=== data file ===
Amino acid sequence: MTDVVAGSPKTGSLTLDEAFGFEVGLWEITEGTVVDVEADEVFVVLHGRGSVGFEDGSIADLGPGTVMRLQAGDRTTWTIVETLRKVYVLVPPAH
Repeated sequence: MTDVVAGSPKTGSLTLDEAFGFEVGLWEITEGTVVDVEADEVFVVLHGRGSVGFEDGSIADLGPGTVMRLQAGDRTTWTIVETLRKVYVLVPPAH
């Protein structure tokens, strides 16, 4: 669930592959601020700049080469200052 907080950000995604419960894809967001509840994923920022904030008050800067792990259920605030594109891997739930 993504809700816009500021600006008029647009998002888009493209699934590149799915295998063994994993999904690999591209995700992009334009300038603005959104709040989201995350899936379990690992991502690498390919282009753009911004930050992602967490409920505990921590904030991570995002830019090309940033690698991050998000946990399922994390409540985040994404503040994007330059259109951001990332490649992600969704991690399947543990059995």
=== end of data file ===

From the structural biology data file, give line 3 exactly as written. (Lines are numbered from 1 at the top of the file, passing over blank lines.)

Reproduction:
């Protein structure tokens, strides 16, 4: 669930592959601020700049080469200052 907080950000995604419960894809967001509840994923920022904030008050800067792990259920605030594109891997739930 993504809700816009500021600006008029647009998002888009493209699934590149799915295998063994994993999904690999591209995700992009334009300038603005959104709040989201995350899936379990690992991502690498390919282009753009911004930050992602967490409920505990921590904030991570995002830019090309940033690698991050998000946990399922994390409540985040994404503040994007330059259109951001990332490649992600969704991690399947543990059995």